• PrincessJasmine4

    Sarah, quite assuming PP, Naral et al actually care about women.
    They care about abortion.
    They care about their bottom line.

    What other class of citizens is granted the right to kill their child? So it follow that these killing clinics should expect special treatment as well.

    Health regulations be damned if it interferes with killing our unborn! (oooh that should be one of their new slogans!)

  • Basset_Hound

    I found this link by accident some months back, and haven’t been able to find it since. Thanks. I’ll put it in my list of resources to use the next time someone whines about TRAP laws.

  • MamaBear

    “Physicians performing office-based surgery must have admitting privileges at a nearby hospital, a transfer agreement with another physician who has admitting privileges at a nearby hospital, or maintain an emergency transfer agreement with a nearby hospital.”
    This should be made part of the law in every state and they should make sure it applies to every outpatient clinic. List examples in that law and make it so that people see abortion clinics are clearly being put on the same playing field as the eye clinics and plastic surgeons, etc. I think it would be harder for pro-abortionists to fight if they are included in a list of other outpatient clinics in a bill.

  • B2K

    Nowhere on the statement do the physicians reference abortion as a procedure falling in this category (since even moderate sedation is beyond all first trimester procedures) and the issue that all pro-choice activists have is the distinction between abortion as other similarly low-risk procedures. So if politicians start using this statement to regulate all ambulatory surgical procedures, then perhaps your argument will have merit. So far, the politicians are just going over abortion providers with the guise of “protecting women’s health.”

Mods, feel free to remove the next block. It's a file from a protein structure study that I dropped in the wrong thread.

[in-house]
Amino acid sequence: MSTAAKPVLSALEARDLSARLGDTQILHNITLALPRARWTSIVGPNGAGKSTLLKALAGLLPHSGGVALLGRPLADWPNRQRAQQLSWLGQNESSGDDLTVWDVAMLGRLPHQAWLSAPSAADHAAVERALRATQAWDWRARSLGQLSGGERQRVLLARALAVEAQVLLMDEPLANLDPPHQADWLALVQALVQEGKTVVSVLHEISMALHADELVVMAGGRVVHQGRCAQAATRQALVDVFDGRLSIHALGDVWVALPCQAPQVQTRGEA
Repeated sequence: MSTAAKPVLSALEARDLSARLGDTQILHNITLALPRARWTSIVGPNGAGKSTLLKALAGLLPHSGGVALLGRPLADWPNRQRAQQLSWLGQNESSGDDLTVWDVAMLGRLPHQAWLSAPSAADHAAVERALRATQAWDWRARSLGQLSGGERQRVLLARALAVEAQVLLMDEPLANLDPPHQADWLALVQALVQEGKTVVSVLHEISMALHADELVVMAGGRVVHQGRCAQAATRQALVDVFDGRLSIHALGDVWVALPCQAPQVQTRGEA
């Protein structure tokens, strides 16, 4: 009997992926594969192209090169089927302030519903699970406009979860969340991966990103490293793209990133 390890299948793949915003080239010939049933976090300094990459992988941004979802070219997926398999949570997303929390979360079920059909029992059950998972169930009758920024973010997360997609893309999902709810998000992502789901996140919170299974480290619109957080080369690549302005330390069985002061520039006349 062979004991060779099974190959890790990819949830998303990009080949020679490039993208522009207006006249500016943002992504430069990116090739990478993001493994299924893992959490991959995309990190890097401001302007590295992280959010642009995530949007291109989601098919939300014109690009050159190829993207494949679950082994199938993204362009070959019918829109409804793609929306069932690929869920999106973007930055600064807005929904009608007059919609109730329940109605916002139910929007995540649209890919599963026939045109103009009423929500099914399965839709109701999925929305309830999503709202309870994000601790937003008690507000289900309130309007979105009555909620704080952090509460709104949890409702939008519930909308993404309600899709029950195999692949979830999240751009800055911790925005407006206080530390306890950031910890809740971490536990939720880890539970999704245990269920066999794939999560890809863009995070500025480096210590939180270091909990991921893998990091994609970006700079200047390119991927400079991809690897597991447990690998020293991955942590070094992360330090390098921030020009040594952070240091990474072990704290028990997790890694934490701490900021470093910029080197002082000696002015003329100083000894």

• Ingrid Heimark

      Since 1% of first trimester abortions lead to complications, some of them life-threatening such as uterine perforations, the admittions privilege is common sense, unless you don’t care about women’s safety that is, but just abortion

  • Ingrid Skop, MD

    Thanks so much for this information. I am an OB/gyn who spoke on four occasions in favor of the Texas omnibus bill (now law). I wish I had had access to this information then. (Although I assumed it to be the case, as it is not good or responsible medicine to perform surgery, and then let others deal with the complications!) You are probably aware of this by now, Sarah, but your third to last paragraph contains an error. It is not board certification that is recommended, but hospital admission privileges.

  • cellofello

    According to the following:

    http://trailblazersblog.dallasnews.com/2013/03/committee-takes-up-abortion-hospital-admission-bill.html/

    Texas law previously followed the ACS/AMA standard. Abortion providers needed an agreement with a doctor having admitting privileges, which is deemed acceptable by the ACS/AMA panel. The new law imposes a higher standard than the panel proposes. The abortion provider must _personally_ have such admitting privileges.

    And according to the following:

    http://blogs.dallasobserver.com/unfairpark/2013/11/medical_procedures_in_texas_th.php

    Texas does not impose even the ACS/AMA standard on many other medical procedures, including some (e.g., colonoscopy) that may involve sedation or anesthesia.

    So the answer to Ms. Terzo’s question would seem to be a very clear “yes”. By allowing other outpatient procedures to operate with (at best) a transfer agreement, while holding abortion providers to an even stricter standard, abortion providers are indeed being specifically targeted.

  • theo166

    The focus should be on fair administration of the regulation rather than allowing politics to drive the decision. Any valid area of regulation does harm in such case. I also don’t want dept of health shutting down my local restaurant based on political influence instead of merit.

    • Ingrid Heimark

      I assume you would want the restaurant to automaticcaly shut down if they couldn’t meet hygiene criteria everyone must follow? This is the same

      • theo166

        Rofl, neither restaurants nor medical clinics of any type are closed for minor code violation. However, when the violations are severe, closure is appropriate.

        • Ingrid Heimark

          And if abortion clinics can’t keep up with regulations that apply to all other clinics, such as admitting privileges, they will be closed. What is the problem?